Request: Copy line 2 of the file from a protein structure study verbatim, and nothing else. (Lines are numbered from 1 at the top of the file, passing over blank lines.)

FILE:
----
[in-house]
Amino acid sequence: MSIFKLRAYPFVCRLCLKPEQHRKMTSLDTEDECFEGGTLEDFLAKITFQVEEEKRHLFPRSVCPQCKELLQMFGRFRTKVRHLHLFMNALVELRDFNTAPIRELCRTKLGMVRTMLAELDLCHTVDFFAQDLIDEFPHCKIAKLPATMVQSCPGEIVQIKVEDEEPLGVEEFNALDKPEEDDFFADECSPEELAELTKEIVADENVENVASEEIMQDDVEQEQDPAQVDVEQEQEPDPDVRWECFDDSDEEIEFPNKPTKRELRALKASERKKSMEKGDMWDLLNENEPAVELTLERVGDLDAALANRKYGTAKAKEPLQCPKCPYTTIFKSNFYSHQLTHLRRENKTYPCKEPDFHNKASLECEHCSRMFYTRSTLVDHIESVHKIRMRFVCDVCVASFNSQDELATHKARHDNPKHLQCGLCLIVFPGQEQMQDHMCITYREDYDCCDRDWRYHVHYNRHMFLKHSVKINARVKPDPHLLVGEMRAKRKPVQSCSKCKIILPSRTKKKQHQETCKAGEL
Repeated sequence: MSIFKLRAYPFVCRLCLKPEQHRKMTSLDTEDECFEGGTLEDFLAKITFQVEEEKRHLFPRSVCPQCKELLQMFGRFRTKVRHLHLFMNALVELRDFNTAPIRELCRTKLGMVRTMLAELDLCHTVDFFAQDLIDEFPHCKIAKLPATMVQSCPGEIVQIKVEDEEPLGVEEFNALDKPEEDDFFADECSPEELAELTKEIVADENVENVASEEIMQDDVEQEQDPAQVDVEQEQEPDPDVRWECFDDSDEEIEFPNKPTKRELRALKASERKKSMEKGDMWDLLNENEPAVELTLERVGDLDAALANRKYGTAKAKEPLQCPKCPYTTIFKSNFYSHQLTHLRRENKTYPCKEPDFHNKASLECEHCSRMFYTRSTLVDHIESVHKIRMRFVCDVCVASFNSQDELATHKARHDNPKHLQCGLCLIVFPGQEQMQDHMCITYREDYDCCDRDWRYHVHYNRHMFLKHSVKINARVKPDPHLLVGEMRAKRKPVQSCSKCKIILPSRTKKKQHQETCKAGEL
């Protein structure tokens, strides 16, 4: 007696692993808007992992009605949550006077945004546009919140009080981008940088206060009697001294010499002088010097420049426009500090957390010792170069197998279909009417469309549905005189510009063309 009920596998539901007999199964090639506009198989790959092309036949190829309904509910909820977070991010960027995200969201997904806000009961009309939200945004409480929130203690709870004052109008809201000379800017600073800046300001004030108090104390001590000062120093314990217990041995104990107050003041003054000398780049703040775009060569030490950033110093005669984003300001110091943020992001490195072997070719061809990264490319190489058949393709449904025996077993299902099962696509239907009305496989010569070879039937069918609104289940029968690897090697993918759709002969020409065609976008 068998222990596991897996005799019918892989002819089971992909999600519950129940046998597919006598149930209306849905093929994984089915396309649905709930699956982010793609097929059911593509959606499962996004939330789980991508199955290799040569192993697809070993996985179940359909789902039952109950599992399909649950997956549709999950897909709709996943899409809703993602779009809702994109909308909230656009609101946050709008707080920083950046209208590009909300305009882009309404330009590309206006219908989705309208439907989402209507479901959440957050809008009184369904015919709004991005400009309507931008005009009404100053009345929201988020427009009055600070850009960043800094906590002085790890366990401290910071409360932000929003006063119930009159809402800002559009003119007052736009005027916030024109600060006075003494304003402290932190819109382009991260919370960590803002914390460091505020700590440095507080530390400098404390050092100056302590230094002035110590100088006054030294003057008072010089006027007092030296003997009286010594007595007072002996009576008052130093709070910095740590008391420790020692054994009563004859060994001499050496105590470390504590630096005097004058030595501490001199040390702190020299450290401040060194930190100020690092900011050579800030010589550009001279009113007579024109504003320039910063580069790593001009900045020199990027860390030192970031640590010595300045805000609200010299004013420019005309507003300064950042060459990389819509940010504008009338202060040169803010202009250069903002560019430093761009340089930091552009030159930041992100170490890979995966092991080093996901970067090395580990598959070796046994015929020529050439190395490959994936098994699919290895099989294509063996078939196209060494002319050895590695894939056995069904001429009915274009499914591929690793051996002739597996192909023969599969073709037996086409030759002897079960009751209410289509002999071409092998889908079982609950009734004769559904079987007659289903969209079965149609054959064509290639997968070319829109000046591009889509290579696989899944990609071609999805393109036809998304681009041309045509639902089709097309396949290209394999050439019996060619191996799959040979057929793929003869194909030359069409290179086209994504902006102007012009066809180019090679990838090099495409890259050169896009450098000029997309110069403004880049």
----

Amino acid sequence: MSIFKLRAYPFVCRLCLKPEQHRKMTSLDTEDECFEGGTLEDFLAKITFQVEEEKRHLFPRSVCPQCKELLQMFGRFRTKVRHLHLFMNALVELRDFNTAPIRELCRTKLGMVRTMLAELDLCHTVDFFAQDLIDEFPHCKIAKLPATMVQSCPGEIVQIKVEDEEPLGVEEFNALDKPEEDDFFADECSPEELAELTKEIVADENVENVASEEIMQDDVEQEQDPAQVDVEQEQEPDPDVRWECFDDSDEEIEFPNKPTKRELRALKASERKKSMEKGDMWDLLNENEPAVELTLERVGDLDAALANRKYGTAKAKEPLQCPKCPYTTIFKSNFYSHQLTHLRRENKTYPCKEPDFHNKASLECEHCSRMFYTRSTLVDHIESVHKIRMRFVCDVCVASFNSQDELATHKARHDNPKHLQCGLCLIVFPGQEQMQDHMCITYREDYDCCDRDWRYHVHYNRHMFLKHSVKINARVKPDPHLLVGEMRAKRKPVQSCSKCKIILPSRTKKKQHQETCKAGEL